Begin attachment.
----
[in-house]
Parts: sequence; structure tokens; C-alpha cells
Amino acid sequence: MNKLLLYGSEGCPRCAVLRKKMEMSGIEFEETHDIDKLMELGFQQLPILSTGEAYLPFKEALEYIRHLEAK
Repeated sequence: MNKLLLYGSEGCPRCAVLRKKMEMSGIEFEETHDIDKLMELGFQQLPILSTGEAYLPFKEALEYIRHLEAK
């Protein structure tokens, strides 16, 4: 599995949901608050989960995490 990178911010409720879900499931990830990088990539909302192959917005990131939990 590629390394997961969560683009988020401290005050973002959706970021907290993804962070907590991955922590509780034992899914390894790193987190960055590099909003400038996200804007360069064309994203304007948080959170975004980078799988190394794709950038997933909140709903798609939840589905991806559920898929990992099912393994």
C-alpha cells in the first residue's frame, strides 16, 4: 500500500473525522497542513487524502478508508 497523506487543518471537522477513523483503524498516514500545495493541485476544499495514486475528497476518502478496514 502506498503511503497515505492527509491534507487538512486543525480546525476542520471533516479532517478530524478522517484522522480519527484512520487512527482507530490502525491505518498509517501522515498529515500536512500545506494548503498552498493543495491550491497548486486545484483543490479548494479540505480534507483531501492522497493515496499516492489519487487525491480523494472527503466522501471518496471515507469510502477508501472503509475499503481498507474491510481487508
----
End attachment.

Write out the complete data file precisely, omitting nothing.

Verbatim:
[in-house]
Parts: sequence; structure tokens; C-alpha cells
Amino acid sequence: MNKLLLYGSEGCPRCAVLRKKMEMSGIEFEETHDIDKLMELGFQQLPILSTGEAYLPFKEALEYIRHLEAK
Repeated sequence: MNKLLLYGSEGCPRCAVLRKKMEMSGIEFEETHDIDKLMELGFQQLPILSTGEAYLPFKEALEYIRHLEAK
């Protein structure tokens, strides 16, 4: 599995949901608050989960995490 990178911010409720879900499931990830990088990539909302192959917005990131939990 590629390394997961969560683009988020401290005050973002959706970021907290993804962070907590991955922590509780034992899914390894790193987190960055590099909003400038996200804007360069064309994203304007948080959170975004980078799988190394794709950038997933909140709903798609939840589905991806559920898929990992099912393994």
C-alpha cells in the first residue's frame, strides 16, 4: 500500500473525522497542513487524502478508508 497523506487543518471537522477513523483503524498516514500545495493541485476544499495514486475528497476518502478496514 502506498503511503497515505492527509491534507487538512486543525480546525476542520471533516479532517478530524478522517484522522480519527484512520487512527482507530490502525491505518498509517501522515498529515500536512500545506494548503498552498493543495491550491497548486486545484483543490479548494479540505480534507483531501492522497493515496499516492489519487487525491480523494472527503466522501471518496471515507469510502477508501472503509475499503481498507474491510481487508